Medical Moment: How weight loss can reduce your risk of colon cancer
(WNDU) - Annually, 105,000 Americans will be told they have colon cancer. Most of these cancers start as a growth, or polyp on the inside lining of the colon.
Now, researchers say there’s more evidence that weight loss as an adult may have a significant impact on a person’s risk.
“Our study is one of the first to suggest a benefit of losing excess weight in helping reduce colorectal polyps, which may help reduce colorectal cancer,” explained Kathryn Hughes Barry, a cancer epidemiologist at the University of Maryland.
Professor Barry and her colleagues used data from 17,000 men and women in the prostate, lung, colorectal, and ovarian cancer screening trial. The participants were ages 55 to 74. The researchers found that for overweight or obese adults, losing just two pounds per decade decreased a person’s risk of polyps, which can develop into colorectal cancer.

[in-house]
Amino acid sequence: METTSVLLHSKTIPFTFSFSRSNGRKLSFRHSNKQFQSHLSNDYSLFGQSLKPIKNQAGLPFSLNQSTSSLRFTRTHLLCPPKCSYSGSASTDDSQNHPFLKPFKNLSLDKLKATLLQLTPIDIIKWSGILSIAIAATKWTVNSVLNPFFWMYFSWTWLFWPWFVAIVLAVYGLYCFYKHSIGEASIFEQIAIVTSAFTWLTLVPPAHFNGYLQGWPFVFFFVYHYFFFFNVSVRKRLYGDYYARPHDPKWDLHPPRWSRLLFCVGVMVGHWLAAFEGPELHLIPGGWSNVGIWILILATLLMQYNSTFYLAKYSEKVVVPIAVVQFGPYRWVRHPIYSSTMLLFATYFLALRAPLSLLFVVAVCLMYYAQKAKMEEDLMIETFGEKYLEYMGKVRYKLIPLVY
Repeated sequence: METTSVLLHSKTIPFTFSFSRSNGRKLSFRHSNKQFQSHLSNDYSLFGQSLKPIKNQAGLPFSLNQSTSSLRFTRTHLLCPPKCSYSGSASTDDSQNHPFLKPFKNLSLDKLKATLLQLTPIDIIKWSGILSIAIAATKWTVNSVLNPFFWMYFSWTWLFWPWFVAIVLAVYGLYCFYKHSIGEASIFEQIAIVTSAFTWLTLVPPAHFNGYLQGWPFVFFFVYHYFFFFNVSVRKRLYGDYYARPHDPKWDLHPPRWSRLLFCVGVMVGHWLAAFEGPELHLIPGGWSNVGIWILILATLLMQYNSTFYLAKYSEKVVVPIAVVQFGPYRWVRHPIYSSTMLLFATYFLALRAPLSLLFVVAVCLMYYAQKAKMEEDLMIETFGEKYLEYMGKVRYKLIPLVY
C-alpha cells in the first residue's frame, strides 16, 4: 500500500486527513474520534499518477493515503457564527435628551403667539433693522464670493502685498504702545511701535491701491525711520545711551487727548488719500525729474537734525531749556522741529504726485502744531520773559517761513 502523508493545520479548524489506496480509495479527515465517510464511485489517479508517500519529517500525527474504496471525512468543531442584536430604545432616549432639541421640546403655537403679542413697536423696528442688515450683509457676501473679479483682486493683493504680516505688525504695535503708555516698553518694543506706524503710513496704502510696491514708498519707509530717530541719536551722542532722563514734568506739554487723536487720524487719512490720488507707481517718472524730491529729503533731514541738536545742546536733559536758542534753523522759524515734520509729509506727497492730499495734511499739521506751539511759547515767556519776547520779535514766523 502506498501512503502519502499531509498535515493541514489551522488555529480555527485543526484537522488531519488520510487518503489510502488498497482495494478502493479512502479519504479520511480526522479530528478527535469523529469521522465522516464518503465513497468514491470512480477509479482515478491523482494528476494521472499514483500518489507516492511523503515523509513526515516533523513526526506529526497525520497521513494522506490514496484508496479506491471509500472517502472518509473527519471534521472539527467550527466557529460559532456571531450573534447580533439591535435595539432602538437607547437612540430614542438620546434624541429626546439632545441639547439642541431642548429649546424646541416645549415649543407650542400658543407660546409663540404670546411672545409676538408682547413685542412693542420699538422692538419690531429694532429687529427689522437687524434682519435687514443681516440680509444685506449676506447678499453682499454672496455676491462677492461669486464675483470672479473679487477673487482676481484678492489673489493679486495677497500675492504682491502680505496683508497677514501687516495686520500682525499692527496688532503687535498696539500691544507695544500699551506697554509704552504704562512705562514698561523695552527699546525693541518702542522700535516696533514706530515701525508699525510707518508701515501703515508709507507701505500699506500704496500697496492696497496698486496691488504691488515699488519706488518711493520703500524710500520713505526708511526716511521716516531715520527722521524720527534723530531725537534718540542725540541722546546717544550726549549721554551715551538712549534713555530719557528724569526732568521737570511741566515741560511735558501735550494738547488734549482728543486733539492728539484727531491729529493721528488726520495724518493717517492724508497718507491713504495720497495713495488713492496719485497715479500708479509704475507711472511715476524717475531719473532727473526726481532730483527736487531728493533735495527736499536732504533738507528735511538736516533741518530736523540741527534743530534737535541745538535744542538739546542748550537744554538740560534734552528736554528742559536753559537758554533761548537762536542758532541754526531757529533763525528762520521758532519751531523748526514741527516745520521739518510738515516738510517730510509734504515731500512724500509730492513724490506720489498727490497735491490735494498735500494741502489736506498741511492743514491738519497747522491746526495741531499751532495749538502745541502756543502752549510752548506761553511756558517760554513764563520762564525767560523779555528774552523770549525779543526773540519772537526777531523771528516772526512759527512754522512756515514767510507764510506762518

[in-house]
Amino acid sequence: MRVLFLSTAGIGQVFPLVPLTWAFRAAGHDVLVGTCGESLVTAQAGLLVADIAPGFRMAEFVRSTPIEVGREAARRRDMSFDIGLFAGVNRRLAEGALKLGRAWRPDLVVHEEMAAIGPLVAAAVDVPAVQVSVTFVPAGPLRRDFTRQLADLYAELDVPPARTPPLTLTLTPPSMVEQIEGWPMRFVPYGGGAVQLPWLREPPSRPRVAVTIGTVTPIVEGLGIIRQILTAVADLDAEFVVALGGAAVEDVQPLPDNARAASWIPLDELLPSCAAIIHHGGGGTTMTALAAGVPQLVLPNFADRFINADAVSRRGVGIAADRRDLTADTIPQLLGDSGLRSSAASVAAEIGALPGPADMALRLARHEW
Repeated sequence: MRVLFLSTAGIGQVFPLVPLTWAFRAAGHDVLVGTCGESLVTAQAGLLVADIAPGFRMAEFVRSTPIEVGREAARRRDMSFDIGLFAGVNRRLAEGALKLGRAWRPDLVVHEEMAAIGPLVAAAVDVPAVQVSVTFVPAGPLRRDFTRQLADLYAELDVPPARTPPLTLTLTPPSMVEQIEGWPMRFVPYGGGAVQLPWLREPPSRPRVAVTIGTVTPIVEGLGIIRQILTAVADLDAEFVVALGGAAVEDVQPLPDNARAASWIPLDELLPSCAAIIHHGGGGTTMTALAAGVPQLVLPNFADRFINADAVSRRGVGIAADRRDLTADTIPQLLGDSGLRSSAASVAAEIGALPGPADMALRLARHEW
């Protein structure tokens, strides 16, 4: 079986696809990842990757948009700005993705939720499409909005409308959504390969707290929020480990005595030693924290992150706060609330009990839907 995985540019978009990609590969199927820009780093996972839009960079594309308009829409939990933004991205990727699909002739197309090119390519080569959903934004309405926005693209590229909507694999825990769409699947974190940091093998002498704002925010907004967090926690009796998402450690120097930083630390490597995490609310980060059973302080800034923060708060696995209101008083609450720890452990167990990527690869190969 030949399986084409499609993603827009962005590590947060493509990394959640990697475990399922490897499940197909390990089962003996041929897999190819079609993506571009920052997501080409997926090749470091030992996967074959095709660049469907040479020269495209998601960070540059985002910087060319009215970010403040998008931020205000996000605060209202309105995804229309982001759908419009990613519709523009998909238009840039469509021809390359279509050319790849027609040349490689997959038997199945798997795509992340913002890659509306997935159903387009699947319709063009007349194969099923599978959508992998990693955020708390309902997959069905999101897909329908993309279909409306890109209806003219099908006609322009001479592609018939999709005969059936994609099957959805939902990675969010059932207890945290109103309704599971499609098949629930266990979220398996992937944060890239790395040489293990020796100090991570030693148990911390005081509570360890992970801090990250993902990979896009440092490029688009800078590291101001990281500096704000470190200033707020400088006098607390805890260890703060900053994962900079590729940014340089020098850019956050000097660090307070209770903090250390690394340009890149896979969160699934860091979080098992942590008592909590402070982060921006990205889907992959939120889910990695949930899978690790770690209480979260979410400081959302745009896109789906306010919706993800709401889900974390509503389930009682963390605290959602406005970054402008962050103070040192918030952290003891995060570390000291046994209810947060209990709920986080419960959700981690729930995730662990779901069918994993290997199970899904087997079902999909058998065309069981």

“When we looked at weight loss, we found there was a 46 percent decreased risk of these polyps for people who lose weight,” Dr. Barry continued.
The researchers say gaining about six pounds or more every five years was associated with a 30 percent increased risk of polyps. Barry says there are other preventative measures people can take to lower risk, including exercising regularly, eating a fiber-rich diet including whole grains, fruits, and vegetables.
“Lowering intake of red meat and processed meats, like deli meat,” Dr. Barry said.
The overall lifetime risk of developing colorectal cancer is about 1 in 23 for men and 1 in 25 for women.
When diagnosing colon cancer, the symptoms include a persistent change in bowel habit, persistent abdominal discomfort such as cramps, gas or pain in your stomach, weakness or fatigue and unexplained weight loss.
Many people with colon cancer experience no symptoms in early stages of the cancer and when symptoms appear they are likely to vary, depending on the size and location in the large intestine.
Diagnosing colon or colorectal cancer is straightforward in that people get screened for colon cancer around the age of 45-years-old and people who have an increased risk such as those with a family history of the disease should consider getting screened sooner.
There are several different screening options, and each provide benefits and drawbacks. Talk to your doctor about the different options for screening and together decide which tests are appropriate for you.
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